By Michelle Hiskey
Six months after reopening, most customers — and some new ones — are back at Melton’s App & Tap in Decatur. New beers flow from the tap, with tantalizing names like Green Flash West Coast IPA and Sierra Nevada Southern Hemisphere Fresh Hop Ale.
“From the outside looking in, it looks like we may have even benefited,” said owner Aaron Melton. “But the reality is at the end of the day, it’s always a struggle….I really just wish I could focus on running a restaurant.”
Melton and his wife Staci, sitting at a bar table amid a decent weekday dinner crowd, still live with the damage – financial and emotional — from a rat infestation that closed their doors in late 2011.
Every day, they think about their lawsuit against their neighbor, Pet Supermarket, which is in the discovery phase in DeKalb County Superior Judge Daniel M. Coursey Jr. If a resolution comes at all, it will take a while. At stake for the Meltons is $250,000 – their lost revenue and debt for repairs.
Take away the litigation, and the Meltons still represent the psychological struggle for so many of us in middle-class Atlanta and America. Despite hard work and diligence amid economic distress, our standard of living and hope in the future have gone from security to struggle. We come face-to-face daily with this reality: forces beyond our control can quickly shut us down.
In this new economic reality, even our children absorb the frustration and struggle.
The Meltons’ daughter Chloe, age 7, saw someone walking in the pet store. “Don’t shop there,” she said, before her mom shushed her.
The rollercoaster of feelings started with exhiliration when their doors re-opened just before New Years 2012.
“We had a strong spike when we first opened,” Aaron Melton said. “Those next two months were busier, which was great considering the P.R. damage – the fact that it was rodents.”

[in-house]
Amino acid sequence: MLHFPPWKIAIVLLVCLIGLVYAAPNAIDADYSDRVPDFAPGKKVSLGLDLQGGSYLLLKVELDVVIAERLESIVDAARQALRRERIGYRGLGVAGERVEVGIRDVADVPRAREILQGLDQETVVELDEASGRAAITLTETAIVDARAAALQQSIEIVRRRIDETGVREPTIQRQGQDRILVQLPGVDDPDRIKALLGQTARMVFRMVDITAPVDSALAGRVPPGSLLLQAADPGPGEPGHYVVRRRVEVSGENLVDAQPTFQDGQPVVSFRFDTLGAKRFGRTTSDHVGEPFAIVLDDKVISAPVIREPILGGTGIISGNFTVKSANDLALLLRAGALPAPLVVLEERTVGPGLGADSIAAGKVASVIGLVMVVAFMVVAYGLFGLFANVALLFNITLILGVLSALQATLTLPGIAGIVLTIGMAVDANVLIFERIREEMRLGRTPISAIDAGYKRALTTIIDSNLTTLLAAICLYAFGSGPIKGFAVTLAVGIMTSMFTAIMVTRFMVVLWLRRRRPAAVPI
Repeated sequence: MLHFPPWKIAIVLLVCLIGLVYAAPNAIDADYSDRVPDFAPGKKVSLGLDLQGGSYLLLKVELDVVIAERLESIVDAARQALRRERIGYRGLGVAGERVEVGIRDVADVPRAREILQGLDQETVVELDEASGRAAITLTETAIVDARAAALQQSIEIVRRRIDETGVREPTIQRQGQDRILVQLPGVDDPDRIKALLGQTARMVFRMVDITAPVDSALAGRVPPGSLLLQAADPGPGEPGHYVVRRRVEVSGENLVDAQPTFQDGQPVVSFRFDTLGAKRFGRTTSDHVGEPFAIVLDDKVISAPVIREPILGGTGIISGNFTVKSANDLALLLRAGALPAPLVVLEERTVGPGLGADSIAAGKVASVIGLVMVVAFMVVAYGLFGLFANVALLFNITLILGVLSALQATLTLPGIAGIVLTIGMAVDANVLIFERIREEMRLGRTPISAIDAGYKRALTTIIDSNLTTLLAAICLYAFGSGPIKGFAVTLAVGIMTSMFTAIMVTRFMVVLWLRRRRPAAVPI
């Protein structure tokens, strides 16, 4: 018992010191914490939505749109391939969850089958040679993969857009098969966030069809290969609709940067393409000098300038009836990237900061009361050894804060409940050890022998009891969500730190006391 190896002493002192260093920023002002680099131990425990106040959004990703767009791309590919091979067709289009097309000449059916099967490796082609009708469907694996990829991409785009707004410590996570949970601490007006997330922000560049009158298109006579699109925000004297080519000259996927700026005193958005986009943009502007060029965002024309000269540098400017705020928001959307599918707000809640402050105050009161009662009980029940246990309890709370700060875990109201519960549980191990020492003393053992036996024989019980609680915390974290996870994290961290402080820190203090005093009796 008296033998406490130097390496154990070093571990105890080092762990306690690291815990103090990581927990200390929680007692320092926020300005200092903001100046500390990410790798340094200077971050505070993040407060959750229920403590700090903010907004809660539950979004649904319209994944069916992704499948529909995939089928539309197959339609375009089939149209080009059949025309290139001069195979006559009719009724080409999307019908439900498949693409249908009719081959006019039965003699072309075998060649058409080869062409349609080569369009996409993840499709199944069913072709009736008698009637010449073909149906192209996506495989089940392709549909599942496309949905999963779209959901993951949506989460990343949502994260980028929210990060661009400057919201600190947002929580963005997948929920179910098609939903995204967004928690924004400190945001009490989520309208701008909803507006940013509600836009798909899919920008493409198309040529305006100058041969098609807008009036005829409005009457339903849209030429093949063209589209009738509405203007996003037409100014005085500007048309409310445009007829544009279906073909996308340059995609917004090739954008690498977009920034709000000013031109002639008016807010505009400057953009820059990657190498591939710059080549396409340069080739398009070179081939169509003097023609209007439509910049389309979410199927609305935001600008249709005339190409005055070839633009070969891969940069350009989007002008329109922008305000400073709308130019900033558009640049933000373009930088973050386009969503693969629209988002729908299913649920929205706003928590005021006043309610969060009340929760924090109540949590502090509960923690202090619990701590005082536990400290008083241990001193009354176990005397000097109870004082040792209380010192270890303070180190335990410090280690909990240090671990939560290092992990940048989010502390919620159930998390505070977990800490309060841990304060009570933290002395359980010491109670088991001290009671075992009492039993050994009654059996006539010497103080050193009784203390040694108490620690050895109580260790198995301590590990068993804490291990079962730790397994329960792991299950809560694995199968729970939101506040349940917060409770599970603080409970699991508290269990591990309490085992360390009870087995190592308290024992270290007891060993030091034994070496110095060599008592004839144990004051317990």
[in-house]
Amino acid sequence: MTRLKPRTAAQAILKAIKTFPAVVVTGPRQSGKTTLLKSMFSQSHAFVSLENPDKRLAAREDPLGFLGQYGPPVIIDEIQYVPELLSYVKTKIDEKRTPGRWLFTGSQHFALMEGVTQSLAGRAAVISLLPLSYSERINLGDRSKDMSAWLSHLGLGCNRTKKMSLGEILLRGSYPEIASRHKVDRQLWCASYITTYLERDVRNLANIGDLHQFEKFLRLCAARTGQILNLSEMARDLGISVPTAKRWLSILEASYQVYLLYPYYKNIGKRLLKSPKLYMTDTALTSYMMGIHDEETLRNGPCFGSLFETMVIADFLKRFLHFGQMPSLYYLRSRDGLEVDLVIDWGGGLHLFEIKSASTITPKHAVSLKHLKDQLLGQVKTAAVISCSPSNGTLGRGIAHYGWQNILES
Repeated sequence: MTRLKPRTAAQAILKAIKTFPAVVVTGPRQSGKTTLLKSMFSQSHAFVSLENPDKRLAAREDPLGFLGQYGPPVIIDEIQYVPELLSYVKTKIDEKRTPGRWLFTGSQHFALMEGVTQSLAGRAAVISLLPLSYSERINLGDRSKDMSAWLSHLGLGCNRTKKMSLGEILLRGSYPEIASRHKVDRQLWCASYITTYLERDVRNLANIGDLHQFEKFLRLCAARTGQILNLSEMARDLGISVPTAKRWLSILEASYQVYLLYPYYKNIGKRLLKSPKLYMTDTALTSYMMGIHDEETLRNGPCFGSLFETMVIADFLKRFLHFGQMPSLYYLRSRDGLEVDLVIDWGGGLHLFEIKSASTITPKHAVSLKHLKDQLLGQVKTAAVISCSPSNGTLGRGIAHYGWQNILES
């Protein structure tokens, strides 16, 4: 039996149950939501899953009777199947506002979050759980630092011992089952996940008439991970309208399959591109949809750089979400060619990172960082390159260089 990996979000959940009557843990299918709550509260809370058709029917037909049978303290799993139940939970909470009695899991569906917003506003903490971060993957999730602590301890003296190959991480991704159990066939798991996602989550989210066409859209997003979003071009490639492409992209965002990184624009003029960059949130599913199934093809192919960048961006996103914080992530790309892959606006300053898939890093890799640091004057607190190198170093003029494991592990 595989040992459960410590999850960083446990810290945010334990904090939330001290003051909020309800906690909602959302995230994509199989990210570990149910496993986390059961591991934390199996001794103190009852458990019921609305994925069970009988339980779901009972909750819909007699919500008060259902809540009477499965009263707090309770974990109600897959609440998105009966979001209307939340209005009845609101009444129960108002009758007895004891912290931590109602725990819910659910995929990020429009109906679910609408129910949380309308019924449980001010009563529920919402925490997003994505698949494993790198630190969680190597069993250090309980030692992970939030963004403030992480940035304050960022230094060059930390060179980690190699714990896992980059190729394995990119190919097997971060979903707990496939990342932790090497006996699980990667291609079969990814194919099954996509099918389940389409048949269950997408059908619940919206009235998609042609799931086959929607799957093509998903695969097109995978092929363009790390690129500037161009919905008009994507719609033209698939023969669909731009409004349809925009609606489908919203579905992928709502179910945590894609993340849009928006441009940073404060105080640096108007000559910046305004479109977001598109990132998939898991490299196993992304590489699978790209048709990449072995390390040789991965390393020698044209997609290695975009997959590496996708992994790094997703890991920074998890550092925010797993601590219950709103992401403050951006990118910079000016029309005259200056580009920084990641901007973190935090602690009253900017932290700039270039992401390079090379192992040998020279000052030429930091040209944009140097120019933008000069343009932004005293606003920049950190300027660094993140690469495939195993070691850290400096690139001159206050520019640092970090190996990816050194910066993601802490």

“There’s no unringing that bell,” Staci Melton agreed.
“Now, it’s more the normal type of business, a little less than this time last year,” said Aaron. “Our regular supporters can’t maintain what they were doing – they can’t afford to come in seven days a week.”
Loyalty meant Melton’s survived. Of 34 employees, 33 returned. They’ve stayed even without normal raises and bonuses. “Hold on a little longer,” Aaron Melton tells them, in hopes that they will. So far they have.
“That’s the same reason we feel we’ll make it this time and in the long run,” Melton said. “There’s a certain core of people who are going to be with us through thick and thin. Without them, I don’t like our chances.”
When Staci Melton, an Emory-trained attorney, looks at the restaurant’s books and daily life, she tries to find “light at the end of the tunnel.”
Last fall, before this crisis, Melton’s – open since 1994 — was having its best year ever. The couple had almost paid off the debt from a second restaurant that they had opened in Oakhurst just before 9/11. The shock rippled through local businesses; their new one failed.
“It’s not like anything we did,” she said. “It’s not like a bad choice that we made. It’s just over and over, a financial burden.”
“We knew Oakhurst was a gamble,” said Aaron Melton, who describes his business strategy as “guarded risktaking.”
“After that, I promised myself I would never be in that position again, and then we were put in that position…. The risk is there each day, all that debt to pay. We have one slow day and I want to pull my heart out.”
A terrorist attack? Rats? These aren’t the typical potential obstacles in a business plan.
Few of us predicted the economic downfall, either.
Perhaps this canyon edge of financial uncertainty is where our children can teach us something about fear and worry.
In 2003, Staci Melton was 19 weeks pregnant when she miscarried. Two years later, pregnant again, she was put on hospital bedrest.
Chloe was born at 27 weeks.
The next 3½ months were spent in the neonatal ICU trying to keep their little sprout alive. “We knew she could be taken in a heartbeat,” Aaron said.
Once she came home, she was quarantined for a year.
“What got her through was a strong will,” Aaron said.
Last weekend, Aaron and Staci celebrate their 12th wedding anniversary.
They are partners in the restaurant and in the responsibility of raising Chloe (and her little brother Charlie).
Her name means “green shoot,” or “fresh blooming” – a reminder that restoration is real and possible, and may be a long time coming.
Michelle Hiskey is a freelance writer and writing coach based in Decatur. She can be reached at [email protected]